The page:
Did it happen on the East Gallatin River or on the main Gallatin?

    How many rainbows did I land that afternoon?

One solution is to keep track of your fly fishing adventures. Here are a three simple ideas that may help you do this. I list them from less ambitious to more ambitious.

1. Take plenty of photos

This is the easiest way to keep a record, and thanks to smart phones, you can now take photos or videos and post them to Instagram or YouTube. It’s also the most vivid record you can keep. The cliche is true: a picture is worth a thousand words.

Make sure to carry a Ziploc plastic bag to keep your cell phone dry. Make sure, too, that you take pictures of more than the fish you catch. Take photos of the landscape, the best runs you fish, and the grace (or clumsiness) of the casts that your fly fishing partner makes.

2. Keep a fly fishing journal

Sometimes, though, a word is worth a thousand pictures. So consider a fly fishing journal. Buy a cheap notebook or a moleskin notebook that you can throw into your fly fishing bag. Or, simply devote a Microsoft Word file (or Evernote or OneNote or …) to your fly fishing adventures. You can be as literary or as clinical as you want to be. Fly fishers may simply want to record the basics:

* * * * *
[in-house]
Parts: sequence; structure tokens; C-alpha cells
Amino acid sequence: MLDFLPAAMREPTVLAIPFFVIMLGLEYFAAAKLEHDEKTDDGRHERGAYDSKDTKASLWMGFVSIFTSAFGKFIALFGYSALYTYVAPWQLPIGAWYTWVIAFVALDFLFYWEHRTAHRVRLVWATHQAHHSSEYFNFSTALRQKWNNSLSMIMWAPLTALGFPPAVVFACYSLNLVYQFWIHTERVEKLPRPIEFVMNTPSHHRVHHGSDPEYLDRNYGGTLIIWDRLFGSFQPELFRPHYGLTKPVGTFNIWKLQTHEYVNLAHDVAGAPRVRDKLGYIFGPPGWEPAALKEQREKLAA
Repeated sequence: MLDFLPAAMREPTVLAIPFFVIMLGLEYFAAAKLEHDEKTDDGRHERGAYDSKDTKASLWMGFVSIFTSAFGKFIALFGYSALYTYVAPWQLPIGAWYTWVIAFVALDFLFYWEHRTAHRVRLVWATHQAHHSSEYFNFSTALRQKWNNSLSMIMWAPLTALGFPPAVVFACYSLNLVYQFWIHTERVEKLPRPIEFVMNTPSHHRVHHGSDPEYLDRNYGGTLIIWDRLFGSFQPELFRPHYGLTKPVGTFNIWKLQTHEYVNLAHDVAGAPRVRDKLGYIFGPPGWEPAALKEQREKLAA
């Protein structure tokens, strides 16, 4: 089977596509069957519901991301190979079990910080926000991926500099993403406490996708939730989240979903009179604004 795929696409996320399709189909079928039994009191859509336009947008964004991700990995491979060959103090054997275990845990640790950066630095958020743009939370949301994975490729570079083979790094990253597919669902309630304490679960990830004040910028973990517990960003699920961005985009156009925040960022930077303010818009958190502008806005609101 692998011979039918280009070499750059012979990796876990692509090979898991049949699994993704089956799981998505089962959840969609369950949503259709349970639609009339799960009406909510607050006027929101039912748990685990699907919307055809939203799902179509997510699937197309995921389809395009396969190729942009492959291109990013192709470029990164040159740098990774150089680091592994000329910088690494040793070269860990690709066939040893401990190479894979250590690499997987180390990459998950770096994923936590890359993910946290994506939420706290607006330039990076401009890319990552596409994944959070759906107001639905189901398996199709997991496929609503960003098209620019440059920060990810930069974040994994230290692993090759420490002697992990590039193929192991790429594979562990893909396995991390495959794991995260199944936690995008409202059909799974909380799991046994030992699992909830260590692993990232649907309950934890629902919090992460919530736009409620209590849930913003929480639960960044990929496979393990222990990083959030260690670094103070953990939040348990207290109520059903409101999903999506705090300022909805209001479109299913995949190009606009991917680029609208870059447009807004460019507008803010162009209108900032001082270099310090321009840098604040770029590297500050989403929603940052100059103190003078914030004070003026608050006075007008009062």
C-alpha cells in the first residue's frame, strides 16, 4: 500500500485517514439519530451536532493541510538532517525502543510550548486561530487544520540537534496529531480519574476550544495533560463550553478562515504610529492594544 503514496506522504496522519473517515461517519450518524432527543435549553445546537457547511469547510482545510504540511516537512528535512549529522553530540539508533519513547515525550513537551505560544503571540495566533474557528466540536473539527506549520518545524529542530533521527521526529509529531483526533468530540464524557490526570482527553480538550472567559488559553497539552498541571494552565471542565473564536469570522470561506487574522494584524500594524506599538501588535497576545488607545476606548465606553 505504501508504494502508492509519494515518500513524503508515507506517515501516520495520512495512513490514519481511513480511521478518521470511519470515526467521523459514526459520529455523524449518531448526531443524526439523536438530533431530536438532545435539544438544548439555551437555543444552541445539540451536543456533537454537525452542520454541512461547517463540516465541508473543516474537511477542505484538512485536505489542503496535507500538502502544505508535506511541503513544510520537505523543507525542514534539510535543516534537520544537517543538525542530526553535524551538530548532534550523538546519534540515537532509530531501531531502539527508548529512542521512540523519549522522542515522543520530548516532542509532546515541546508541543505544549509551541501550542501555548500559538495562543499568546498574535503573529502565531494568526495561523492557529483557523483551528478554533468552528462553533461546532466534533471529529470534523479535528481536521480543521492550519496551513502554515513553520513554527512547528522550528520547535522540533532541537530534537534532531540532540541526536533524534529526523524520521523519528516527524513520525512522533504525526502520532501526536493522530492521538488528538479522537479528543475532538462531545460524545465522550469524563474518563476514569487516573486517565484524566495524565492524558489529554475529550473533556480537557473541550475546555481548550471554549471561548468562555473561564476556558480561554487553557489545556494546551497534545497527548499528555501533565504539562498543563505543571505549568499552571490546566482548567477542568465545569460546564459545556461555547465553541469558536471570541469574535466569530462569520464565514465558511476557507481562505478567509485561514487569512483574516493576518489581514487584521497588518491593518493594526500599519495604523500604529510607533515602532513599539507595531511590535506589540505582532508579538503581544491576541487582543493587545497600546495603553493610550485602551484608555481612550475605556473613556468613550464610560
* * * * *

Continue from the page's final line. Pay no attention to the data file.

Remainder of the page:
How many fish I caught,

    What patterns and their sizes I used, and

    What the weather was like.

Or, you may want to write a more elaborate, literary account of your trip. That’s especially true if you are a writer. I don’t mean a published author. I mean a writer. There is a big difference. A writer-friend of mine in northwest Montana recently tweeted: “You write because there’s fire in your bones. You’ve got to do this whether anybody ever reads it or not.”

If you feel the urge, write about your fly fishing adventures. It’s a great way to re-live them.

3. Create a blog or a Facebook page

This is not for everybody. But a blog or a Facebook page devoted to your fly fishing adventures will allow you to organize your data — photos and writing — and even to share it with others.

Several of our “2 Guys” listeners and readers have shared their webs sites with us, and we have both enjoyed perusing their photos and the articles. Dave and I keep talking about how much we learn from the guides at the fly shops we visit. But we’re also learning a lot from the blogs that some of you maintain. If you’re doing this, keep up the good work. If you’re interested in trying this, go for it. If it’s not for you, you’ll know soon enough.

Facebook, Twitter, Google Plus, and Instagram are free, of course, and many hosted blogs like Word Press are also free.

I’m glad I kept a journal.

Now I can go back and get enough details to jog my memory and spend some time in my mind on the East Gallatin River on that September day when I caught a half dozen 16-inch rainbows out of one run. The rainbows went into a feeding frenzy on blue winged olives, and I caught them on a size #18 parachute Adams.

I’m also glad I remembered Dave’s observation about what it means to live in the moment. I found it in my journal as I was looking for the journal entry about that day on the East Gallatin when the snow turned into rain.